In the last two decades, laser scanning systems made the transition from scientific research to the commercial market. Laser scanning has a large variety of applications such as digital elevation models, forest inventory and man-made object reconstruction, and became the most required input data for flood plain and hydraulic models. This system is generally called as a discrete laser scanning system. A discrete laser scanning system sends a pulse to the ground surface and records the return signal resulting from the illumination of the surface. The area of the illuminated surface is defined as the footprint size of the laser shot. The two-way travel time of the laser pulse allows to determine the distance of the laser system to the surface. Traditional systems are unable to record the complete return signal, but typically store only one to four distances to objects in the laser footprint. A new system developed to overcome the above limitations is the so-called full waveform scanning system. The system sends out a pulse of a certain width and amplitude. After reflection of the pulse on the objects surface, the system records the complete returning pulse signal. This complete signal is the so-called full waveform. Compared to traditional scanning systems, a full waveform system retrieves more information that should still be extracted though from the waveform shape. The shape of the full waveform contains information on the characteristics of the illuminated footprint, like object information (tree and building height), forest structure and ground surface characteristics (e.g. forest species surface roughness and slope) as well as a land cover type (water, bare earth, or urban areas). Harding (1998), and Blair et al. (1999) showed that using observations from a full waveform laser system it is possible to achieve accurate forest structure and biomass estimates. However, the system considered in this case was just operated from an airplane flying at a low altitude of a few kilometers above the ground surface with a medium footprint size of about 10-20 m. Moreover, data acquisition could only be performed in a small area. Some typical systems used in these days were the Scanning Lidar Imager of Canopies by Echo Recovery system (SLICER), the Laser Vegetation Imaging Sensor (LVIS), and the commercial airborne full waveform scanning system from RIEGL the LMS-Q560 (2003). In 2003, moreover, NASA launched the first satellite full waveform system, the so-called Ice Cloud and land Elevation Satellite system (ICESat), carrying the Geoscience Laser Altimetry System (GLAS) instrument. The purpose of ICESat was to collect, among others, measurements concerning the Antarctica and Greenland ice sheets and their mass balance, concerning land vegetation and concerning the atmosphere. This space borne system acquired data between 2003 and 2009 over the entire earth from 600 km altitude, with a footprint size of about 70 m and a distance between consecutive footprints of approximately 175 m. However, due to for example the high operational altitude, this system was also affected by many error sources, like instrumental and operational problems, atmospheric effects and surface conditions. Processing such data is a challenging task; and development of a validation method together with the development of new applications of large footprint full waveform data are the main targets of my thesis work. For this purpose, the contents of this thesis is organized in six chapters In chapter 1, the background and scope of the research is introduced. In chapter 2, full waveform sensor and instrument development is presented. The main content starts in chapter 3. This chapter focuses on processing and parameterization of large footprint ICESat full waveform data. Data handling is described in detail. It is presented how a pulse interacts to objects on the earth surface and what information a return pulse contains. Moreover, it is shown how waveform parameters can be obtained by fitting a number of Gaussian numbers to a waveform using least squares. waveform in a sense of least square estimation. Two alternative methods to obtain information on waveforms, i.e. waveform deconvolution and waveform simulation were also implemented and are discussed. At the end of this chapter, an overview is given of waveform parameters and their possible physical interpretation and application. This chapter aims to provide a tutorial to wider audiences/readers who would like to use satellite laser full waveform data for their own purpose. In order to evaluate the accuracy and the precision of elevation and height estimates that can be obtained using the ICESat full waveform system, the topic of validation is studied in chapter 4. In this chapter, first background and related work are discussed. Two validating cases discussed in detail : (i) Comparison between the bare land elevations derived from ICESat full waveform data and airborne laser scanning data over The Netherlands; and (ii) Identification and investigation of error sources of the ICESat full waveform system by comparing waveform pairs that have overlapping footprints. For the first validation case, filtering constraints have been investigated and further developed to avoid influence of data anomalies. Examples of factors having a negative influence on a comparison include on one hand waveforms affected by saturation or cloudy conditions and on the other hand footprints that are not covered well by the available airborne data points The comparison between ICESat and accurate airborne laser data over The Netherlands confirms that the ICESat full waveform accuracy and precision strongly depends on land cover type. With respect to different land cover type, the accuracy was about -21 cm with a standard deviation of about 20 cm over bare earth. The accuracy was -24 cm with a standard deviation of 28 cm over urban areas and -9 cm with a largest standard deviation of about 45 cm over forest. As expected, the accuracy decreases when the complexity of the surface increases (e.g. from bare land to urban)). The accuracy of ICESat derived elevations over water could not be assessed because of few effects: changes in water level, lack of airborne data points over water surfaces, etc., It is concluded that if a) proper filtering is applied, and b) the terrain relief is small, the last mode of an ICESat waveform represents the terrain/bare land height with both an accuracy and precision at the decimeter level. Also feature height estimation of features like trees or buildings were studied. The difference between ICESat and airborne derived feature heights are acceptable over forested and bare land areas. However, the result over buildings are not satisfactory. The main reason is that ICESat derived feature height estimations are sensitive to feature height variations occurring at spatial distances smaller than the size of the ICESat footprints. For features that are homogeneous at the scale of ICESat footprints, ICESat waveform analysis is a suitable method for estimating feature heights. For urban environments, incorporation of an additionally accurate Digital Elevation Model might still enable the monitoring of feature height changes. For the second validation case a database was constructed, consisting of more than one hundred thousand (>100000) repeated, partly overlapping ICESat waveforms over Europe. The aim is to identify the cause of changes in waveform parameters obtained from (partly) overlaying waveforms Even in such a size of database it turned out almost impossible to identify suited waveform pairs. The first problem was the lack of almost completely overlaying footprints, and second, the lack of waveform pairs situated at stable areas. Unfortunately, the number of almost completely overlapping footprints from repeated ICESat measurements that could be obtained from campaign L1 to L3e in the region between 36N and 71N latitude and 11W and 33E longitude was very limited. Performing a full worldwide search over all campaigns is however expected to result in a quite large data set of suitable almost perfectly overlapping repeated footprints. Such data set could therefore be used to identify and resolve remaining ICESat processing issues. After applying all corrections identified in the calibration/validation procedure, the ICESat product is ready to be used in different applications considering the surface of the Earth. How to develop applications by using large footprint full waveform data is discussed in chapter 5. By considering the full waveform parameters derived from the waveform processing procedures of chapter 3, two applications of ICESat full waveform data were studied in detail. A new contribution described in this chapter compares repeated ICESat waveform pairs to assess forest change. By analyzing corresponding waveforms acquired in different campaigns at nearly coinciding footprints, canopy changes caused by seasonal influences were detected. A general new aspect introduced in this chapter is to analyze waveform parameters in terms of a pair of full waveforms that were acquired at approximately the same location. Comparison of the waveform parameters of such pairs not only allows the detection of seasonal influences on forest type, it may also become possible to further detect and estimate important forest change parameters, like forest growth and deforestation. As a first step seasonal changes over broadleaf, mixed-wood, and needleleaf forests between winter and summer epochs of 2003, along near-coincident ground tracks were quantified. It was found that although the maximum tree height barely changes over 6 months, i.e., less than 2.2% for the three forest types, a suited waveform parameter can detect forest canopy change mostly for broadleaf (a 148% change, winter to summer) and less for conifers (a 36% change). Alternative waveform parameters to describe forest changes are also discussed. An application of the seasonal change in waveform parameters is to use these parameters to classify footprint areas directly into forest type classes. Preliminary results, with a kappa value of 0.57, provide a baseline against which improvements in both data and methodology can be gauged in future. Future work should include a method for correcting slope-induced changes in the waveform results, both for individual waveforms and for waveform pairs. In addition, further improvement is expected by including a neighbourhood analysis, that is by incorporating spatial correlation between close by waveforms and their changes. An individual quality descriptor of the tree parameter values could be obtained by quantifying and propagating errors encountered during the waveform processing. Moreover, tree parameter values should be validated against either data from field measurements or data from other sensors. Finally, the parameter definitions should be refined and validated in order to improve agreement with biophysical characteristics of the forest. In the second application, it is demonstrated how ICESat full waveforms can be used for land cover classification. It was the first time that the possibility of using ICESat data for this purpose was investigated. Over The Netherlands, ICESat footprint locations were classified into four classes: high vegetation (high trees or forest), urban, water, and bare land/low vegetation. The following waveform parameters were used as class attributes: return energy, waveform extent, waveform start and number of Gaussian components. It is concluded that the accuracy of classification equals 73% in comparison to a confusion matrix based on the CORINE land cover database 2000 (CLC2000) covering the same study area. In addition, it is shown that ICESat waveforms could be used to build a feature vector consisting of suited waveform parameters that can be consecutively applied to classify the land cover class of the footprint location. The full waveform parameters derived from chapter 3 together with total return energy able to discriminate between high vegetation, urban areas, bare land/low vegetation and water. This result showed the feasibility of land cover classification with spaceborne lasers. As the ICESat satellite has a near polar orbit, coverage is global, but still a main disadvantage of ICESat data is that only tracks were mapped. With the development of new systems, an area-wise coverage may become possible in future. In that case, automatic classification of large footprint full coverage full waveform laser data may lead to land cover classification results of the same high quality as can be obtained from optical data. At the end of the thesis, significant information is summarized and remaining steps but also potential new applications are described.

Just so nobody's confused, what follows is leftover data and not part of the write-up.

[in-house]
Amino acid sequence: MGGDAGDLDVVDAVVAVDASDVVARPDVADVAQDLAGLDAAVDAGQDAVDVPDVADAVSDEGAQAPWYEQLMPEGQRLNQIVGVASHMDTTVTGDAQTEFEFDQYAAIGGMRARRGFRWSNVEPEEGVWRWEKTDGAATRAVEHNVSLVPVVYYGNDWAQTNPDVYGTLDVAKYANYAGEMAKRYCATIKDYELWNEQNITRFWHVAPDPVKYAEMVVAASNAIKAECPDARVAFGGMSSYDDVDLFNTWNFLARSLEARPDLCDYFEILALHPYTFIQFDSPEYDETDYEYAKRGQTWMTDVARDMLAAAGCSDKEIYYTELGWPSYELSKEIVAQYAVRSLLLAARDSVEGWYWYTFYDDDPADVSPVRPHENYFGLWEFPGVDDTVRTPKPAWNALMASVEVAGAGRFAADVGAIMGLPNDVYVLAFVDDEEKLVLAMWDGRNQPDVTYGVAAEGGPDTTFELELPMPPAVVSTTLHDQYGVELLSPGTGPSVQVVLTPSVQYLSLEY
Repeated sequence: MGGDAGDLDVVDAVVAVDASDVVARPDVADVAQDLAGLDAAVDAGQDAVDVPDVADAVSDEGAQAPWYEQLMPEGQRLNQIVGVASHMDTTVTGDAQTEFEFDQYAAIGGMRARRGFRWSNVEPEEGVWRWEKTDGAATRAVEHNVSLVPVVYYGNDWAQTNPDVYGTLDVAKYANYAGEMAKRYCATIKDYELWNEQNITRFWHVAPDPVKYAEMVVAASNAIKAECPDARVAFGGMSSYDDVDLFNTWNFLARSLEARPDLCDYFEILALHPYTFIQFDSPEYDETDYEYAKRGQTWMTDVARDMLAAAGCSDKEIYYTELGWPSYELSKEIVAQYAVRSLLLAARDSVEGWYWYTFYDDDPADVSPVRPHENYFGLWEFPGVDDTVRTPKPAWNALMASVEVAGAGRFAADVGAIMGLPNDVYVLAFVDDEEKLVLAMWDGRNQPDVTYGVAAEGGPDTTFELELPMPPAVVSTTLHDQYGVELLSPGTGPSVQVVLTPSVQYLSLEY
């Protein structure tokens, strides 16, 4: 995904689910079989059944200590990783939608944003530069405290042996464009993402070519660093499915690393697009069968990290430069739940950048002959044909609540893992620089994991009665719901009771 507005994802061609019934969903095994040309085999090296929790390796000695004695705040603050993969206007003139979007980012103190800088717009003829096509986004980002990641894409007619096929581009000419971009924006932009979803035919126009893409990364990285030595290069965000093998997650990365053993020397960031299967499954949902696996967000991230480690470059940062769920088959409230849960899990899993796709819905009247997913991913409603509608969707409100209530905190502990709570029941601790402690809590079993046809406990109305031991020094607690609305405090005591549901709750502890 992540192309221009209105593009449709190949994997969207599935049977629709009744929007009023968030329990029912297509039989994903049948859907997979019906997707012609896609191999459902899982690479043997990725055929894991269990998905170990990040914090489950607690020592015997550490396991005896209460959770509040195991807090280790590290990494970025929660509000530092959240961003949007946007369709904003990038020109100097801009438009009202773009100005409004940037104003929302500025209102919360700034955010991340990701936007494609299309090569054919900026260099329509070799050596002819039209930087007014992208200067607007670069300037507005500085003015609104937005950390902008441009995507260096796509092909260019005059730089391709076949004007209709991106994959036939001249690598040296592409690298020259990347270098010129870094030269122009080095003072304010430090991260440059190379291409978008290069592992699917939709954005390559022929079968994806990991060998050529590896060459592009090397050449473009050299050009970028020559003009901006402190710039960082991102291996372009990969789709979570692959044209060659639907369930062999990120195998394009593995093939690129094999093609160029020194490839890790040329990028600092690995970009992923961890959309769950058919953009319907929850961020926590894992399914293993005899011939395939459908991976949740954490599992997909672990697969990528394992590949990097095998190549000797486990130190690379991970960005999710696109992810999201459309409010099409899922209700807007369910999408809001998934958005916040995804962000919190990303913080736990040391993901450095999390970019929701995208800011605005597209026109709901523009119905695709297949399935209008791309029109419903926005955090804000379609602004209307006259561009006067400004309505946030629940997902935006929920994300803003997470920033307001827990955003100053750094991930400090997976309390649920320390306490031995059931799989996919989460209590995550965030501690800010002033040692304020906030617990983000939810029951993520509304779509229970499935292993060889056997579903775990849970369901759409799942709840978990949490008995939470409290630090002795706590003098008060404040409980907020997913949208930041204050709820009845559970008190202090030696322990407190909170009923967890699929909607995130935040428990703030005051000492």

|Qualification||Doctor of Philosophy|
|Award date||8 Jun 2010|
|Place of Publication||Delft|
|Publication status||Published - 2010|